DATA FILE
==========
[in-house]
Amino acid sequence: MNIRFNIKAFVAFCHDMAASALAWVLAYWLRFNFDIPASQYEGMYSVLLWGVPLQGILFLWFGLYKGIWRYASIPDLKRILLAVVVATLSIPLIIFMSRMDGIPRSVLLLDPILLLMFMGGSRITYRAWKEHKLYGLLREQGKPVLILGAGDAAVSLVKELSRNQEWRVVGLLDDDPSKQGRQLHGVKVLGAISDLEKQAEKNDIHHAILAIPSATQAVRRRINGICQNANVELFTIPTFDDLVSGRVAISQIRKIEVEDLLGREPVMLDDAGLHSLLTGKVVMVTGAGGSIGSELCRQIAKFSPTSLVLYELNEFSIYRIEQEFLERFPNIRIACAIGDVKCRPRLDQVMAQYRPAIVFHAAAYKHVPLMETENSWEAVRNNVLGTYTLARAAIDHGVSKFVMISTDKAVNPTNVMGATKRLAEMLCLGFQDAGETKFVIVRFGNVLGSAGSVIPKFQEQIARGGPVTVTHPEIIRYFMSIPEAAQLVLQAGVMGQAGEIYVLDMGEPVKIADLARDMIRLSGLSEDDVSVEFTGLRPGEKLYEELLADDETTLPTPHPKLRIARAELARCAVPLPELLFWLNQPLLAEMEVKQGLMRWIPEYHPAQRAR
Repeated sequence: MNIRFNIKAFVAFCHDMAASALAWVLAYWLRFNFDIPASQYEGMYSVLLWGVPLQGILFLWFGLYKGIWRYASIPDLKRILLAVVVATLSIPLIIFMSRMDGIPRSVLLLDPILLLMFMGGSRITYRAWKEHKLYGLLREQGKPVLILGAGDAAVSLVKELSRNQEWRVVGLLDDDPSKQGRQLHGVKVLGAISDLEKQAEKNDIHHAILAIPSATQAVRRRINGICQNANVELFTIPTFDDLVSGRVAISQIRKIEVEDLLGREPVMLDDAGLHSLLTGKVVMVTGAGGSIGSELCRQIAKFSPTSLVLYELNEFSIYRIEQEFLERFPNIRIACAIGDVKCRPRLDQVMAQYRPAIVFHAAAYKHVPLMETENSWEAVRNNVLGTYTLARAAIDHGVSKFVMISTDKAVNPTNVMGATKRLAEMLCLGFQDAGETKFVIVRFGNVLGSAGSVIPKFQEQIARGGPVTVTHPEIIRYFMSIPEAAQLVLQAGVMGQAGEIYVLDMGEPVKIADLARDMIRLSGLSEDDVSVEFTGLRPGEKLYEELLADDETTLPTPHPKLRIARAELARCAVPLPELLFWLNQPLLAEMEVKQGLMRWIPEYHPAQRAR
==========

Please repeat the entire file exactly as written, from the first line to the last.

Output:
[in-house]
Amino acid sequence: MNIRFNIKAFVAFCHDMAASALAWVLAYWLRFNFDIPASQYEGMYSVLLWGVPLQGILFLWFGLYKGIWRYASIPDLKRILLAVVVATLSIPLIIFMSRMDGIPRSVLLLDPILLLMFMGGSRITYRAWKEHKLYGLLREQGKPVLILGAGDAAVSLVKELSRNQEWRVVGLLDDDPSKQGRQLHGVKVLGAISDLEKQAEKNDIHHAILAIPSATQAVRRRINGICQNANVELFTIPTFDDLVSGRVAISQIRKIEVEDLLGREPVMLDDAGLHSLLTGKVVMVTGAGGSIGSELCRQIAKFSPTSLVLYELNEFSIYRIEQEFLERFPNIRIACAIGDVKCRPRLDQVMAQYRPAIVFHAAAYKHVPLMETENSWEAVRNNVLGTYTLARAAIDHGVSKFVMISTDKAVNPTNVMGATKRLAEMLCLGFQDAGETKFVIVRFGNVLGSAGSVIPKFQEQIARGGPVTVTHPEIIRYFMSIPEAAQLVLQAGVMGQAGEIYVLDMGEPVKIADLARDMIRLSGLSEDDVSVEFTGLRPGEKLYEELLADDETTLPTPHPKLRIARAELARCAVPLPELLFWLNQPLLAEMEVKQGLMRWIPEYHPAQRAR
Repeated sequence: MNIRFNIKAFVAFCHDMAASALAWVLAYWLRFNFDIPASQYEGMYSVLLWGVPLQGILFLWFGLYKGIWRYASIPDLKRILLAVVVATLSIPLIIFMSRMDGIPRSVLLLDPILLLMFMGGSRITYRAWKEHKLYGLLREQGKPVLILGAGDAAVSLVKELSRNQEWRVVGLLDDDPSKQGRQLHGVKVLGAISDLEKQAEKNDIHHAILAIPSATQAVRRRINGICQNANVELFTIPTFDDLVSGRVAISQIRKIEVEDLLGREPVMLDDAGLHSLLTGKVVMVTGAGGSIGSELCRQIAKFSPTSLVLYELNEFSIYRIEQEFLERFPNIRIACAIGDVKCRPRLDQVMAQYRPAIVFHAAAYKHVPLMETENSWEAVRNNVLGTYTLARAAIDHGVSKFVMISTDKAVNPTNVMGATKRLAEMLCLGFQDAGETKFVIVRFGNVLGSAGSVIPKFQEQIARGGPVTVTHPEIIRYFMSIPEAAQLVLQAGVMGQAGEIYVLDMGEPVKIADLARDMIRLSGLSEDDVSVEFTGLRPGEKLYEELLADDETTLPTPHPKLRIARAELARCAVPLPELLFWLNQPLLAEMEVKQGLMRWIPEYHPAQRAR